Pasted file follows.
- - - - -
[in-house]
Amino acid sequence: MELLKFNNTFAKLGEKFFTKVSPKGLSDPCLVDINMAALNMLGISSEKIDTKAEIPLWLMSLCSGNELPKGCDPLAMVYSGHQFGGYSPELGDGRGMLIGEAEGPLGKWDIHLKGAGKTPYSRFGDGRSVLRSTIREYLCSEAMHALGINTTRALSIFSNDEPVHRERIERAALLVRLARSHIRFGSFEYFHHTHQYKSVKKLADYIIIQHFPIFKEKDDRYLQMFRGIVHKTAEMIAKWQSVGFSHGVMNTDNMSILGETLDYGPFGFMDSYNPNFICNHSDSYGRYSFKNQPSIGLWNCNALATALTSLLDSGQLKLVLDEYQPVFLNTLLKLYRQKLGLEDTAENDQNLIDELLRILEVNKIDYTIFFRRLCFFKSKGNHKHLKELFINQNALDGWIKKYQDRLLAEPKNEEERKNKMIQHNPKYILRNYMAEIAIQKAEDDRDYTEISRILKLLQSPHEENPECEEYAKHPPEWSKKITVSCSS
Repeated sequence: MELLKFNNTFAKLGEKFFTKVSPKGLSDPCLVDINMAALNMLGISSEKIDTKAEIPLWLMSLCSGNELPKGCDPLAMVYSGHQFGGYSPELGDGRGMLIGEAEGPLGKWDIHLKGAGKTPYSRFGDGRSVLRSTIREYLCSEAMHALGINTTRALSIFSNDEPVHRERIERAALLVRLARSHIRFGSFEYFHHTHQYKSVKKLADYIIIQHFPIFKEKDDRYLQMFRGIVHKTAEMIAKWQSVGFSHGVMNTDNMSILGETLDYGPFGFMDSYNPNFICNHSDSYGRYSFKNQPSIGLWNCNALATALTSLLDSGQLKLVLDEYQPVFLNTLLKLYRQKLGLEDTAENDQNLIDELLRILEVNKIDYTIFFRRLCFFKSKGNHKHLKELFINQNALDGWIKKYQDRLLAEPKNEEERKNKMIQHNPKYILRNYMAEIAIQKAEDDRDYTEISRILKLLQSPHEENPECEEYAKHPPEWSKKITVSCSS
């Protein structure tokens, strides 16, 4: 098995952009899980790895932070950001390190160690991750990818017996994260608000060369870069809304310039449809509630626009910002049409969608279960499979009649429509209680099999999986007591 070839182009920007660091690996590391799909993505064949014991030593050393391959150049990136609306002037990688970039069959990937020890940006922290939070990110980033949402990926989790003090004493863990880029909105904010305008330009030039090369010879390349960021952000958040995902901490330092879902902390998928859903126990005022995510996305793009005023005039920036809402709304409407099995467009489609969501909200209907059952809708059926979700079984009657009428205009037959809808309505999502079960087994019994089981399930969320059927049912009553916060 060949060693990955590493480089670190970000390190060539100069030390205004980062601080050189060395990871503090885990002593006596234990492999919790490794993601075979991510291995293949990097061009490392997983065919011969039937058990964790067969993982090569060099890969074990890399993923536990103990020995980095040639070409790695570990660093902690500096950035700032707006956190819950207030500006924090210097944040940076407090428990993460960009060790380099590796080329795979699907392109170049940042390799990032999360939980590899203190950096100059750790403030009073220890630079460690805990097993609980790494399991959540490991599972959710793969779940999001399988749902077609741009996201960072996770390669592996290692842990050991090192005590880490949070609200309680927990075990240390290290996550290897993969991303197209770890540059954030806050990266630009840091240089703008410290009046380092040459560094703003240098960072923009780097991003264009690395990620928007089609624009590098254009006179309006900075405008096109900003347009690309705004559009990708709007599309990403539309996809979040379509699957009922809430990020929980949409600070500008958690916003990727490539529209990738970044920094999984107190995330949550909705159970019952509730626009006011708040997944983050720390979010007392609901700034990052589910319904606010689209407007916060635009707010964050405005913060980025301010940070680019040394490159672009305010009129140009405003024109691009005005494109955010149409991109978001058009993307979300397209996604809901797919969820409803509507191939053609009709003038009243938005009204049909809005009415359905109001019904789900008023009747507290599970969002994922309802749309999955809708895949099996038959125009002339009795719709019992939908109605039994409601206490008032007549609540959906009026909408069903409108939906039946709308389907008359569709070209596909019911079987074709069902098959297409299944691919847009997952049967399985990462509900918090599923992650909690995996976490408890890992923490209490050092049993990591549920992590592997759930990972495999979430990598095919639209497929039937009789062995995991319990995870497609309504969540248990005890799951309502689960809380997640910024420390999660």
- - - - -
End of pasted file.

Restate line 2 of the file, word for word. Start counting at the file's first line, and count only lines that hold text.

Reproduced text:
Amino acid sequence: MELLKFNNTFAKLGEKFFTKVSPKGLSDPCLVDINMAALNMLGISSEKIDTKAEIPLWLMSLCSGNELPKGCDPLAMVYSGHQFGGYSPELGDGRGMLIGEAEGPLGKWDIHLKGAGKTPYSRFGDGRSVLRSTIREYLCSEAMHALGINTTRALSIFSNDEPVHRERIERAALLVRLARSHIRFGSFEYFHHTHQYKSVKKLADYIIIQHFPIFKEKDDRYLQMFRGIVHKTAEMIAKWQSVGFSHGVMNTDNMSILGETLDYGPFGFMDSYNPNFICNHSDSYGRYSFKNQPSIGLWNCNALATALTSLLDSGQLKLVLDEYQPVFLNTLLKLYRQKLGLEDTAENDQNLIDELLRILEVNKIDYTIFFRRLCFFKSKGNHKHLKELFINQNALDGWIKKYQDRLLAEPKNEEERKNKMIQHNPKYILRNYMAEIAIQKAEDDRDYTEISRILKLLQSPHEENPECEEYAKHPPEWSKKITVSCSS